SC: Land case can still be pursued even if gov’t did not expropriate road
The Supreme Court (SC) has ruled that landowners could still evict those who encroach on their property even if a public road was built on it, for they did not lose cause of action as long as the road was not expropriated by the government.
In a recent 6-page decision, the SC 1st Division granted the petition of Esmeraldo Gatchalian, represented by Samuel Gatchalian, to reinstate a December 9, 2011 eviction order issued by Parañaque City Metropolitan Trial Court (MeTC) Branch 77.
The MeTC ordered Cesar Flores, Jose Luis Araneta, Corazon Quing, and Cynthia Flores to vacate a 140.5-square meter portion of Road Lot 23 and pay the corresponding rent on the encroached land belonging to the Gatchalians.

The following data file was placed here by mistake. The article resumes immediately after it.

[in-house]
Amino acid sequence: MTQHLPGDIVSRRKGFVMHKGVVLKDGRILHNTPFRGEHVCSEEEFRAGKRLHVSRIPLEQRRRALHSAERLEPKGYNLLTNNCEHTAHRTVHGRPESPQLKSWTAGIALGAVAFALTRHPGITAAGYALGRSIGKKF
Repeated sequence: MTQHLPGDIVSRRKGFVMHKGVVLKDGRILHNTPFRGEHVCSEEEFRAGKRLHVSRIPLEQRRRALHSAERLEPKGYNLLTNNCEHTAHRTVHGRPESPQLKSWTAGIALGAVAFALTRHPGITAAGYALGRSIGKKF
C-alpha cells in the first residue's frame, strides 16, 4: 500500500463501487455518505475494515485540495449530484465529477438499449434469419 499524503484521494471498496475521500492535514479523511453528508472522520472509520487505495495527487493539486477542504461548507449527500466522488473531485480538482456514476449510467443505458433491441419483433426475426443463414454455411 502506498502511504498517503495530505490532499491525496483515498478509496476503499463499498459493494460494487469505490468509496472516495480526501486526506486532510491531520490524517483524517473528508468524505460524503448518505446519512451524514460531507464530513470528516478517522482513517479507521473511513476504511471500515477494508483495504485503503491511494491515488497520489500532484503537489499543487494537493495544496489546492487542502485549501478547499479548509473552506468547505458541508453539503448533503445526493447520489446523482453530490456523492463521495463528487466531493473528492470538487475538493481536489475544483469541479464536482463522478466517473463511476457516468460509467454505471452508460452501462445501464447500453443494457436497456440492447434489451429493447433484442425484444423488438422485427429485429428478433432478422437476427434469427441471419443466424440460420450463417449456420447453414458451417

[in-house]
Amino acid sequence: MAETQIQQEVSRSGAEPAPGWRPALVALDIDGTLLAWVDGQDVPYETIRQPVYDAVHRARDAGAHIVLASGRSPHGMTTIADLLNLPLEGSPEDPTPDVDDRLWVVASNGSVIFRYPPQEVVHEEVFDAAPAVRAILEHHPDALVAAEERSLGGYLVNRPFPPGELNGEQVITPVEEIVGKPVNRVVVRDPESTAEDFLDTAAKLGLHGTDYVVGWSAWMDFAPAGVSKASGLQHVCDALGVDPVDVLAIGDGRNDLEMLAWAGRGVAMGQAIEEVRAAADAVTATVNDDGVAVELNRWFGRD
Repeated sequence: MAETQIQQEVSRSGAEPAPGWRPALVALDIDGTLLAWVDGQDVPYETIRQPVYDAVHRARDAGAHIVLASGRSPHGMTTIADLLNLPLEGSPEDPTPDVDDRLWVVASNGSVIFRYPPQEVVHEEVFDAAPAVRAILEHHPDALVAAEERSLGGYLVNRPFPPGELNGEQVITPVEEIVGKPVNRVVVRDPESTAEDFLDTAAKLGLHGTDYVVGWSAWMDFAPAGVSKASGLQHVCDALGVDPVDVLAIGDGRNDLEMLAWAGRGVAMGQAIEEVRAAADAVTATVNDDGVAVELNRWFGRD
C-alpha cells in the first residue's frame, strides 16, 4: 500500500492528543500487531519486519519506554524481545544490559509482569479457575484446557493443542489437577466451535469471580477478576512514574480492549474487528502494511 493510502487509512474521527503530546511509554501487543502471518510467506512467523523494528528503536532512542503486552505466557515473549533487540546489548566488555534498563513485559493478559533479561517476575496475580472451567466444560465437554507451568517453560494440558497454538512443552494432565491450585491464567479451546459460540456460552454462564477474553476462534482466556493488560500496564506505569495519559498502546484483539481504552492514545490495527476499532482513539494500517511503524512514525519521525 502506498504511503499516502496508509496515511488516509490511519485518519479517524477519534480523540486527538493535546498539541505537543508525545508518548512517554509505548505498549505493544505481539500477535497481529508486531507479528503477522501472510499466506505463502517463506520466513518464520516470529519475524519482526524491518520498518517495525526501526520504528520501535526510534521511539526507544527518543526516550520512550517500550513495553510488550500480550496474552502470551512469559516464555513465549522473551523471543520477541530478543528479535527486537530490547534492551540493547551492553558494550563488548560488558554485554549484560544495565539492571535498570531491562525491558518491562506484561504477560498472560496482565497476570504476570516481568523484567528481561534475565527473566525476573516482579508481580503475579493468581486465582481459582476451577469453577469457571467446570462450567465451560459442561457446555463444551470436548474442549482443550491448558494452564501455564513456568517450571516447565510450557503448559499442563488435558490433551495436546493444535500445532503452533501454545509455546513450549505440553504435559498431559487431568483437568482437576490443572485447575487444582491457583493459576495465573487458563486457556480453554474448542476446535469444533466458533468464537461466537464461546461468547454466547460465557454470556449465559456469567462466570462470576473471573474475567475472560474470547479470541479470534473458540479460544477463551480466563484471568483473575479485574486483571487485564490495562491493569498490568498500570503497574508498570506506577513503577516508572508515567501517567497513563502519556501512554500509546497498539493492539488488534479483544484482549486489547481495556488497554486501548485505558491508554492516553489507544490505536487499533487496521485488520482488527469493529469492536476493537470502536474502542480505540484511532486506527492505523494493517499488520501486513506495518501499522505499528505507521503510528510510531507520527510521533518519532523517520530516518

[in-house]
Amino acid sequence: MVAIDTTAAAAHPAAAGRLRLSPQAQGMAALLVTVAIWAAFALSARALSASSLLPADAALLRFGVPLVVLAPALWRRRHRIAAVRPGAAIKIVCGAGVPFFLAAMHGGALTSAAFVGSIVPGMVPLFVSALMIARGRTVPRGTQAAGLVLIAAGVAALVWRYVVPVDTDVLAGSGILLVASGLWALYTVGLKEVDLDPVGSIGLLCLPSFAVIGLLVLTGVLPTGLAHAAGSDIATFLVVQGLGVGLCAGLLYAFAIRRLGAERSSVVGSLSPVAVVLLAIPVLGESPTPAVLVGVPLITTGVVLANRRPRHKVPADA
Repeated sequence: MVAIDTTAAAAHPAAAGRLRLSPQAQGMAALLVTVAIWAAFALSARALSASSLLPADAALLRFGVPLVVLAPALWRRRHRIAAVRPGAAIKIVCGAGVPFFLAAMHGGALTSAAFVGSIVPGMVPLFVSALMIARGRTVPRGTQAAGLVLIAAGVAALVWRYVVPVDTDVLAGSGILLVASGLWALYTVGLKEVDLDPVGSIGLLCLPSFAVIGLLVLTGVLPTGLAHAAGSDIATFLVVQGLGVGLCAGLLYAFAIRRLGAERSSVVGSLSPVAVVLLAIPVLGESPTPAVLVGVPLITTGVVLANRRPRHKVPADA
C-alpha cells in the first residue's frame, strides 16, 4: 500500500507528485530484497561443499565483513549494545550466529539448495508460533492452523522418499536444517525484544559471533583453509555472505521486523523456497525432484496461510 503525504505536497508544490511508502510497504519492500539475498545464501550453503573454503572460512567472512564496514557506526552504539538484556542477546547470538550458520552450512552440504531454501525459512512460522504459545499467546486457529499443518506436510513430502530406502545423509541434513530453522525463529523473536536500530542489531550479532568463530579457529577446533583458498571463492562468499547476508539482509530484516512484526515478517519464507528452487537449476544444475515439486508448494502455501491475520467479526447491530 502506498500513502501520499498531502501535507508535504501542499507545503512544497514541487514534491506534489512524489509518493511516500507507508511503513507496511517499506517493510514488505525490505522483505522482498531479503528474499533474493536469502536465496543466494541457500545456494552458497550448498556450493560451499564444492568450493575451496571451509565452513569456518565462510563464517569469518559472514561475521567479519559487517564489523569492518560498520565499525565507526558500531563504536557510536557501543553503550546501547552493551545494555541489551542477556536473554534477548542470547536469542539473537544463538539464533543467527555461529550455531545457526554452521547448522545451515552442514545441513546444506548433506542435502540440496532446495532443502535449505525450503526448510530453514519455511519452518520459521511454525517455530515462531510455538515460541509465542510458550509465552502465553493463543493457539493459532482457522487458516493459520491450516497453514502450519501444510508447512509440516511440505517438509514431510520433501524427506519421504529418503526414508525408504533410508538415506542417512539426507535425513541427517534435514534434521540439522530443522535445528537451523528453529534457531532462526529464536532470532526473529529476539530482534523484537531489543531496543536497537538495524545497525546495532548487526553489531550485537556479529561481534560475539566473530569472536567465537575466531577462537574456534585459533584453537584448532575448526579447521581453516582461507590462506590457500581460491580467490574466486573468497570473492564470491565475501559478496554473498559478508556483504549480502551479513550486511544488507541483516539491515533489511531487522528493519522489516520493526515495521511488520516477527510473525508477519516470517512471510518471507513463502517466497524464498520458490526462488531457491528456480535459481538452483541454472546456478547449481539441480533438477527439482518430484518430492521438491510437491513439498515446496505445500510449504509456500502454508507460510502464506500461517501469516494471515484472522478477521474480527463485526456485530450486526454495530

The SC reversed the Regional Trial Court (RTC) Branch 196’s June 8, 2012 decision and the Court of Appeals’ (CA) October 23, 2015 amended decision, which granted the evictees’ appeal and dismissed the Gatchalians’ complaint for lack of cause of action.
Although the evictees did not claim ownership of the Gatchalians’ road lot, they argued it had become public property after it was turned into a street in 1988. They said it was the city government that had the legal right to seek their eviction.
However, the SC noted the city government did not expropriate the land and the Gatchalians neither donated nor sold it.
“Therefore, absent any expropriation proceedings and without any evidence that the petitioner donated or sold the subject property to the municipal government, the same is still private property,” read the decision penned by Associate Justice Noel Tijam.
“The person who has a torrens title over a land is entitled to possession thereof. As such, petitioner· can file an ejectrnent case against herein respondents who encroached upon·a portion of petitioner’s property,” it added.